Top Trump Admin Official Believes 85% COVID Masks Use Would Bear Same Outcome as 'Complete Shutdown'

A top public health official in President Donald Trump's administration believes that if about 85 percent or more of Americans were to comply with mask-wearing guidance to curb the spread of the novel coronavirus pandemic, it could have the same outcome as a "complete lockdown."

"Wearing a mask is incredibly important but we have to have like 85 or 90 percent of individuals wearing a mask and avoiding crowds. That is essentially – gives you the same outcome as a complete shutdown," Assistant Secretary for Health at the Department of Health and Human Services Admiral Brett Giroir, a medical doctor, told NBC News' Meet the Press on Sunday.

"And why do I say that?" Giroir continued. "Well, theoretically we can go through the models, but look at Arizona, look at Florida, Texas, Louisiana. These measures are being implemented and that changes it," he said.

Brett Giroir
Admiral Brett Giroir, director of the U.S. coronavirus diagnostic testing, adjusts his face mask as he testifies at a House Subcommittee on the Coronavirus Crisis hearing on July 31 in Washington, D.C. Kevin Dietsch-Pool/Getty

Newsweek reached out to the Department of Health and Human Services for further comment, but they did not respond by the time of publication.

Dr. Deborah Birx, the White House coronavirus task force coordinator, stressed the importance of masks in an interview with CNN's State of the Union on Sunday as well. The public health official suggested that some Americans should even consider wearing masks within their homes under specific circumstances.

"If you have an outbreak in your rural area or in your city, you need to really consider wearing a mask at home, assuming that you're positive if you have individuals in your household with co-morbidities," Birx said.

The Centers for Disease Control and Prevention (CDC) updated its guidance back in April, suggesting that all Americans wear face coverings in public to curb new infections of COVID-19, the disease caused by the novel virus. But many conservatives were critical of the guidance, while Trump stated that he was choosing not to wear a mask. The president faced significant criticism for months over his personal dismissal of face coverings, even as many other prominent Republicans urged the public to comply and wear masks.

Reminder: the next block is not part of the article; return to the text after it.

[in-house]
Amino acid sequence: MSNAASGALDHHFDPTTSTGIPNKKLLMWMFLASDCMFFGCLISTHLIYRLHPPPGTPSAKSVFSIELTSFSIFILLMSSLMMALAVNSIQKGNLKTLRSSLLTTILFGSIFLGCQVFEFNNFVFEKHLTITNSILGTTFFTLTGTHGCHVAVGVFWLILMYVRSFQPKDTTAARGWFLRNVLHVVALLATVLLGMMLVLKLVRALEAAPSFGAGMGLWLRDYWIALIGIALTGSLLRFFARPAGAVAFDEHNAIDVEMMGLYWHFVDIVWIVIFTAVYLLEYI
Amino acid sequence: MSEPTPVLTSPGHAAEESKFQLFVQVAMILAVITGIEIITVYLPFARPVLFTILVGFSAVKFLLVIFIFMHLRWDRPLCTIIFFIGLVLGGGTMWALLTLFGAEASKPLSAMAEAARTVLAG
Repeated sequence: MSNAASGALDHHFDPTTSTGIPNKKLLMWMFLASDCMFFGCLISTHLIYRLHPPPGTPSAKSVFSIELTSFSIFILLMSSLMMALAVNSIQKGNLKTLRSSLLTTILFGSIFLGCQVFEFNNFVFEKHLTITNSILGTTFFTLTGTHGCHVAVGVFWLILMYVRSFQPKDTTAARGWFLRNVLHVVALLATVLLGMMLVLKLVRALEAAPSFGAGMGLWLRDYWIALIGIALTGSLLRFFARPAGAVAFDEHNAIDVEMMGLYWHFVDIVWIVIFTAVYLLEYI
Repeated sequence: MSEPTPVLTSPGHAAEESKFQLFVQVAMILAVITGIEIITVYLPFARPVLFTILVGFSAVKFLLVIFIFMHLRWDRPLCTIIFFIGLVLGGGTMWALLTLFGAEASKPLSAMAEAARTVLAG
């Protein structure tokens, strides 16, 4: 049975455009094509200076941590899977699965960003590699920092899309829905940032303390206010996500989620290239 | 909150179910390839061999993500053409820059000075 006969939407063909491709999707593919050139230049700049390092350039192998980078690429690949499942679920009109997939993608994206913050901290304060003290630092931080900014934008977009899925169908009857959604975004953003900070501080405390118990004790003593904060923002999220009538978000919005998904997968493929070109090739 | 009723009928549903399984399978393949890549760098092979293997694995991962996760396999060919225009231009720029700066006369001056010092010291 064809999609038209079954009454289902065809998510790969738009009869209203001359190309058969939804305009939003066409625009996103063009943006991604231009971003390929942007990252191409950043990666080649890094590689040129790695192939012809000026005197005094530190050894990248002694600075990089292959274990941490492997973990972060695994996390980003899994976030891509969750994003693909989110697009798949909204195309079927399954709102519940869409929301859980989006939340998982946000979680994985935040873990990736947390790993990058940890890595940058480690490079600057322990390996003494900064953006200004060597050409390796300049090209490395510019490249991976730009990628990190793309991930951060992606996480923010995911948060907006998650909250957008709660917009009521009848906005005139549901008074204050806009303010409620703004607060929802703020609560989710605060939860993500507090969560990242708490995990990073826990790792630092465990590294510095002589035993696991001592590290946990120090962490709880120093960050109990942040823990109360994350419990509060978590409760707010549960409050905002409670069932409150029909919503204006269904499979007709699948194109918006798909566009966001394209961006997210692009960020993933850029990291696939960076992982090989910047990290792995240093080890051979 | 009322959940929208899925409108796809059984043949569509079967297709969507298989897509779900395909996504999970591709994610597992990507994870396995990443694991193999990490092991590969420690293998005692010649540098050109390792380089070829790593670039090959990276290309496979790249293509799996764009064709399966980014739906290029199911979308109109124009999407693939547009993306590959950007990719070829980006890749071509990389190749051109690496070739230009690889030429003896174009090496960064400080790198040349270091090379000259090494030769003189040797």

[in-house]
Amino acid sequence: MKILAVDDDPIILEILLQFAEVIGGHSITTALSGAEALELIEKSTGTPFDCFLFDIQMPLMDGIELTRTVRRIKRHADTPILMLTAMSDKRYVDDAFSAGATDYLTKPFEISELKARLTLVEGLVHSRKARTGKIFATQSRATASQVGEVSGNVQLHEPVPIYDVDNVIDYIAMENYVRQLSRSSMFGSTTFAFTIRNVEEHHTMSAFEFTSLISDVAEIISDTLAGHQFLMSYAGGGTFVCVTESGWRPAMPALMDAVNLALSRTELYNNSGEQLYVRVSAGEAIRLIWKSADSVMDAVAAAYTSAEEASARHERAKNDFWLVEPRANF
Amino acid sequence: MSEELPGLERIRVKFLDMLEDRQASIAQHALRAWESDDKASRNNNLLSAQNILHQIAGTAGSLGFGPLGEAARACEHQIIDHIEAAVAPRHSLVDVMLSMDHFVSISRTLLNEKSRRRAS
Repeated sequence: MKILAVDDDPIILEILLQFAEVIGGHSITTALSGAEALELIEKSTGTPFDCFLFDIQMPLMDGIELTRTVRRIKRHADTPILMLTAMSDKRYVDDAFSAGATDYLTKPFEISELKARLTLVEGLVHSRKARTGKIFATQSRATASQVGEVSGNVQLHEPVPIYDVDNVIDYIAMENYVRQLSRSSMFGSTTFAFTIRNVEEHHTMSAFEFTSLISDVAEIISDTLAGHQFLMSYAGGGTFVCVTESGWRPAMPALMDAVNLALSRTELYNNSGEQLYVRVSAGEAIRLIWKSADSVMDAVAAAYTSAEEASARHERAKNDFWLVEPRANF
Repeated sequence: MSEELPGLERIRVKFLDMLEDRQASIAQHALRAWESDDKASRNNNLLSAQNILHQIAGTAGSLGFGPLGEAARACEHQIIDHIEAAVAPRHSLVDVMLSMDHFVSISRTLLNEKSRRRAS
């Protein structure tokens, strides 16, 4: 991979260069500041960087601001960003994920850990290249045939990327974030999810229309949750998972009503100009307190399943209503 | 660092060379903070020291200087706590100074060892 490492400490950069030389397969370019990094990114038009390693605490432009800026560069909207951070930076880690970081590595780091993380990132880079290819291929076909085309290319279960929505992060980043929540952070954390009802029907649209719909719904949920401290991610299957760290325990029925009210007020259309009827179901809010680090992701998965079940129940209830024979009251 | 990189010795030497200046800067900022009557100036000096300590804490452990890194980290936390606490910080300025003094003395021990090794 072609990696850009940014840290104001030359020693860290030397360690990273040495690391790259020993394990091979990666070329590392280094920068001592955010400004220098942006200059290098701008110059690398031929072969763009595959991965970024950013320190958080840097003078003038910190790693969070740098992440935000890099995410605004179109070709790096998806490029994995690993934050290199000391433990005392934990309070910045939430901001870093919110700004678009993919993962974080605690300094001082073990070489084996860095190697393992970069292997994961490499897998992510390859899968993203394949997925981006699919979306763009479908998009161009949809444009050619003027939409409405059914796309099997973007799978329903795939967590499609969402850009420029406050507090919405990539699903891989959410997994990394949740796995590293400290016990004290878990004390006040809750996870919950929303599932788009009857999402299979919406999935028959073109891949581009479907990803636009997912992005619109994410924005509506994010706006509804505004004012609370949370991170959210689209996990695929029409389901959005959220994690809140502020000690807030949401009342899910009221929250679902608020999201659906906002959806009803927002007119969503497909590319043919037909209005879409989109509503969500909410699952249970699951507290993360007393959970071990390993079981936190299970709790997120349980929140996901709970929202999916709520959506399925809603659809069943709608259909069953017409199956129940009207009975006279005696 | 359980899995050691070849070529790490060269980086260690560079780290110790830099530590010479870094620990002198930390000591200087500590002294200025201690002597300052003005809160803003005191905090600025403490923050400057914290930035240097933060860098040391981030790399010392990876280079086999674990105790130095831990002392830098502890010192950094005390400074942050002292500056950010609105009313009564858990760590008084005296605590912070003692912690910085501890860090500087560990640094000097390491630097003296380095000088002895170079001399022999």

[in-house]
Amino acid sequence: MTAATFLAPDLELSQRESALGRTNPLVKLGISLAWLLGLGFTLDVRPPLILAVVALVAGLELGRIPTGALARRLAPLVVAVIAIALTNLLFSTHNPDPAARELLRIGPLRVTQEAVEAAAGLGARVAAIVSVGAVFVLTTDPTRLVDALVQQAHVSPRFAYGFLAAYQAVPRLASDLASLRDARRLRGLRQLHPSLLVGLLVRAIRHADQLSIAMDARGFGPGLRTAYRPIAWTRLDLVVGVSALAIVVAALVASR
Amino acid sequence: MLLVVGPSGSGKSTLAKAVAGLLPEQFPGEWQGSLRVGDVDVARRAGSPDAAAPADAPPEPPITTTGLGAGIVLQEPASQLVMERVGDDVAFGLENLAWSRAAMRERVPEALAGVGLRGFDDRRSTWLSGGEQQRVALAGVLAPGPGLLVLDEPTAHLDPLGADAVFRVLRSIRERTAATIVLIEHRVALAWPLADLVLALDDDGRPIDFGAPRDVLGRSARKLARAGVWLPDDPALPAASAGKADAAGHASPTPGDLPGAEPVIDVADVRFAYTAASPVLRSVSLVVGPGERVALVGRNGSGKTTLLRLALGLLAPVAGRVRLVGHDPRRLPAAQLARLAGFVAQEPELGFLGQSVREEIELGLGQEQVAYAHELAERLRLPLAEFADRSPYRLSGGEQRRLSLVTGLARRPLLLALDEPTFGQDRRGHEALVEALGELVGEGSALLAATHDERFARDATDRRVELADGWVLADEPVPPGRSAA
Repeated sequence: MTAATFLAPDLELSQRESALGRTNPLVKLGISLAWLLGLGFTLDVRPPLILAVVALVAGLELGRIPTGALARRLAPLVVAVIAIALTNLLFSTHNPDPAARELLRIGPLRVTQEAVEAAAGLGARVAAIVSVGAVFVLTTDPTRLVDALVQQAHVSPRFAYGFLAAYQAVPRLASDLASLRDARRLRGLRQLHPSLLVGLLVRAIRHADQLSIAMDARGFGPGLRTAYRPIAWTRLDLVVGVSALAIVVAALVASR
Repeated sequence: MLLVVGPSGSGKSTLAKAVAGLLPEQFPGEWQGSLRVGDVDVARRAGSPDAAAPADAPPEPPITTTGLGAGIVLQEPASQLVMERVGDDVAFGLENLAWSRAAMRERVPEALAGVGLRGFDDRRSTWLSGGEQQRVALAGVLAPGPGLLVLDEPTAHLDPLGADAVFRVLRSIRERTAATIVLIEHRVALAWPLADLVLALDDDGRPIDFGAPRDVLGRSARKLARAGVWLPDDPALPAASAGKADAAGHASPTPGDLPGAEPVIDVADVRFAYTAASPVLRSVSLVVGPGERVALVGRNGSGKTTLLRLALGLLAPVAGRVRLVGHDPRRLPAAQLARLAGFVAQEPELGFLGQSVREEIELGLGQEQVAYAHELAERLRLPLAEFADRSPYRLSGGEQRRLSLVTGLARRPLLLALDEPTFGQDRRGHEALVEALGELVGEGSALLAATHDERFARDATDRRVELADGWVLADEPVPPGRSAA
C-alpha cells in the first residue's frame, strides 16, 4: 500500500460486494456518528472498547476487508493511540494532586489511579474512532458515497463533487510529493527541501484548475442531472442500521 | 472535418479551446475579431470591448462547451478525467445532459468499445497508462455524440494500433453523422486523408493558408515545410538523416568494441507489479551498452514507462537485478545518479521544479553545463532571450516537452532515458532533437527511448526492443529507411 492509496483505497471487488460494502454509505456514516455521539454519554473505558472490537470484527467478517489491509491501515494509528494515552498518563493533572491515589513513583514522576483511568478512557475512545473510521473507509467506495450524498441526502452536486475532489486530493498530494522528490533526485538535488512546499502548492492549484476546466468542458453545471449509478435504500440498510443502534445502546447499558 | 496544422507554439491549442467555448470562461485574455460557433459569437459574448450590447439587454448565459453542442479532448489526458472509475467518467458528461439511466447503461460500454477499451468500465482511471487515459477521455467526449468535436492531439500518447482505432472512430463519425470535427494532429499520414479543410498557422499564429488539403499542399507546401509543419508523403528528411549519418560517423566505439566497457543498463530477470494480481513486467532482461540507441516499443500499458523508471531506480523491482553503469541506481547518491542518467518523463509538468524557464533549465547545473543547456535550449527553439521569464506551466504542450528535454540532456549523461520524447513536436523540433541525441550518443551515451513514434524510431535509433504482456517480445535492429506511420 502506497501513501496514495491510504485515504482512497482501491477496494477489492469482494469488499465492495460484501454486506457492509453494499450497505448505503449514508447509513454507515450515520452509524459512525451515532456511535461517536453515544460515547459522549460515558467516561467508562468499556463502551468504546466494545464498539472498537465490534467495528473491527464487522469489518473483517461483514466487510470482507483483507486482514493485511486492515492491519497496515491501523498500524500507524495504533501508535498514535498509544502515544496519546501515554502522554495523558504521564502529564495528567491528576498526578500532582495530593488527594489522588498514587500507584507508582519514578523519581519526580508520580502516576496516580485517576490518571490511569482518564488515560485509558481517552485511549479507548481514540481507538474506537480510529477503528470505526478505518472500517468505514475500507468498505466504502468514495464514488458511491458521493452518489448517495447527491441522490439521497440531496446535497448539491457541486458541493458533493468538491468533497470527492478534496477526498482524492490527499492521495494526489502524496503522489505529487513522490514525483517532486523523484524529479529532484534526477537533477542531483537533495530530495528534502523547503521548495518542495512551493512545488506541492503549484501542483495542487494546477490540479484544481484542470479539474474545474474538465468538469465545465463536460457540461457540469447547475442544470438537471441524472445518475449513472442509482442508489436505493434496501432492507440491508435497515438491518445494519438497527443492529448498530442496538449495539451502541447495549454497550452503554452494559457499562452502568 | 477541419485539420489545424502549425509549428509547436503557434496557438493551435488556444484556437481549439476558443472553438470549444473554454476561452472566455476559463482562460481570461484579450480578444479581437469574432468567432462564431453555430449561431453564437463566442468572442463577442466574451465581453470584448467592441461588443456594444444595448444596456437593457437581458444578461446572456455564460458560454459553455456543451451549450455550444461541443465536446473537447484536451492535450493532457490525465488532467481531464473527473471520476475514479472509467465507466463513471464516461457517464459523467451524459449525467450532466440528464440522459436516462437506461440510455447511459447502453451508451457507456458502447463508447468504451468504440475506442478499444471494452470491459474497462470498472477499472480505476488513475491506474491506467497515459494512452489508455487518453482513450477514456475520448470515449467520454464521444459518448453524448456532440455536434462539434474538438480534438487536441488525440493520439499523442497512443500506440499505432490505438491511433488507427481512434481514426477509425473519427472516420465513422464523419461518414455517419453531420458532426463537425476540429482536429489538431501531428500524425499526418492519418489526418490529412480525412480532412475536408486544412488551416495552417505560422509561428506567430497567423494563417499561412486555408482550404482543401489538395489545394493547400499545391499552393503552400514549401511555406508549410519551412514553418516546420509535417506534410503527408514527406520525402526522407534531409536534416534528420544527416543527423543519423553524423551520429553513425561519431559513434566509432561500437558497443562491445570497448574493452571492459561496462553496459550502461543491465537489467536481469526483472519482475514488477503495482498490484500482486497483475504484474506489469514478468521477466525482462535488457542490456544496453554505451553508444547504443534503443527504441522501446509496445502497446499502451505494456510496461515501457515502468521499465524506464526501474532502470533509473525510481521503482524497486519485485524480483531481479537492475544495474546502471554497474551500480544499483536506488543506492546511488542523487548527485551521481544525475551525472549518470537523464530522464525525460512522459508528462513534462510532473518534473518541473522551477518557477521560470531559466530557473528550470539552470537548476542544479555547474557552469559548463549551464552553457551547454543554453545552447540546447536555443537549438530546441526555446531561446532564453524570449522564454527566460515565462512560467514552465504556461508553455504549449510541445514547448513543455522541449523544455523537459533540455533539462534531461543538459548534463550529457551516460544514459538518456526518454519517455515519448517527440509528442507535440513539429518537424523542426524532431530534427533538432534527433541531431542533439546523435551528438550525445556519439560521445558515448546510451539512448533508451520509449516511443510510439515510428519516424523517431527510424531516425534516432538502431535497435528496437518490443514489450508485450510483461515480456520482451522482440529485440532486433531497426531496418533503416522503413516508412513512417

In July, the president's tone began to change as new infections surged across the country. The president posted a tweet on July 20 of himself wearing a mask, suggesting it was "patriotic" to do so. "There is nobody more Patriotic than me, your favorite President!" he wrote.

Polling conducted by Morning Consult from July 23 to 26 showed that 94 percent of Americans either planned to wear a mask always or sometimes over the next two weeks. But some conservatives still push back against face coverings, suggesting the guidance and mandates in some states or municipalities violate their personal freedom. Public health experts and lawmakers push back against these claims, sometimes comparing mask requirements to bans on smoking in public or laws requiring seat belts in cars.

The U.S. continues to be the country with the highest number of novel coronavirus infections and deaths, with more than 4.6 million confirmed cases and over 155,000 deaths reported as of Monday morning, according to The New York Times' tracker. The seven-day average of new infections remains at about 60,000 per day, while the average of new daily deaths has risen above 1,200.